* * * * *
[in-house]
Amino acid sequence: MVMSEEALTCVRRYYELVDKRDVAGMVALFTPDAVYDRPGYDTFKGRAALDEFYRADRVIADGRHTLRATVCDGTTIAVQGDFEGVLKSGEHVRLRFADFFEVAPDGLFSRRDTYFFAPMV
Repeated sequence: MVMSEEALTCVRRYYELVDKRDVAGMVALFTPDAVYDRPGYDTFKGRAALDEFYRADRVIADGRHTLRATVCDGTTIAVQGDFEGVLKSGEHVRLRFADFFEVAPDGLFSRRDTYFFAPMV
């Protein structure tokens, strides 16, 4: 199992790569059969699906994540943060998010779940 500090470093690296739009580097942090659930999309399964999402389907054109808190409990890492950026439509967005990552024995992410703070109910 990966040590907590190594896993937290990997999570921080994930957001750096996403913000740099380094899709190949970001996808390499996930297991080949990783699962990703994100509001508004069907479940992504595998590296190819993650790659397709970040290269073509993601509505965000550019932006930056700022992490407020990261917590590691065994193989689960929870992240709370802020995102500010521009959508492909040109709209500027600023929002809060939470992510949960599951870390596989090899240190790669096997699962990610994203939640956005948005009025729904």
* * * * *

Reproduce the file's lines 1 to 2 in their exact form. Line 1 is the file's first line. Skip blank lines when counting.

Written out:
[in-house]
Amino acid sequence: MVMSEEALTCVRRYYELVDKRDVAGMVALFTPDAVYDRPGYDTFKGRAALDEFYRADRVIADGRHTLRATVCDGTTIAVQGDFEGVLKSGEHVRLRFADFFEVAPDGLFSRRDTYFFAPMV